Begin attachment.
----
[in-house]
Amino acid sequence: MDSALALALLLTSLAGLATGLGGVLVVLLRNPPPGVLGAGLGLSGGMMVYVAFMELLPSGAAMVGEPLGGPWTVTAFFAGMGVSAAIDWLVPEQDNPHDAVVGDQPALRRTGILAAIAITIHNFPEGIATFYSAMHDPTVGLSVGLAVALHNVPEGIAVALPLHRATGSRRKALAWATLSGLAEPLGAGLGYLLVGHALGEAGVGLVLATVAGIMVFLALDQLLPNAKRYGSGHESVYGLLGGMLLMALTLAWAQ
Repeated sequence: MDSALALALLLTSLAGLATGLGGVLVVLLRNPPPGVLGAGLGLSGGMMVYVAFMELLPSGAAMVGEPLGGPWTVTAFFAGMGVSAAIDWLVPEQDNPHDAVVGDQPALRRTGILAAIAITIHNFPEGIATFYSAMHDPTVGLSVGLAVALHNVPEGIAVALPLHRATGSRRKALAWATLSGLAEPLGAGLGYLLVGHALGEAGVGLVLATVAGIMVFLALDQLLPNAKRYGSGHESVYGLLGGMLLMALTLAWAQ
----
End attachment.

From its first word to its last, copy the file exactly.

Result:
[in-house]
Amino acid sequence: MDSALALALLLTSLAGLATGLGGVLVVLLRNPPPGVLGAGLGLSGGMMVYVAFMELLPSGAAMVGEPLGGPWTVTAFFAGMGVSAAIDWLVPEQDNPHDAVVGDQPALRRTGILAAIAITIHNFPEGIATFYSAMHDPTVGLSVGLAVALHNVPEGIAVALPLHRATGSRRKALAWATLSGLAEPLGAGLGYLLVGHALGEAGVGLVLATVAGIMVFLALDQLLPNAKRYGSGHESVYGLLGGMLLMALTLAWAQ
Repeated sequence: MDSALALALLLTSLAGLATGLGGVLVVLLRNPPPGVLGAGLGLSGGMMVYVAFMELLPSGAAMVGEPLGGPWTVTAFFAGMGVSAAIDWLVPEQDNPHDAVVGDQPALRRTGILAAIAITIHNFPEGIATFYSAMHDPTVGLSVGLAVALHNVPEGIAVALPLHRATGSRRKALAWATLSGLAEPLGAGLGYLLVGHALGEAGVGLVLATVAGIMVFLALDQLLPNAKRYGSGHESVYGLLGGMLLMALTLAWAQ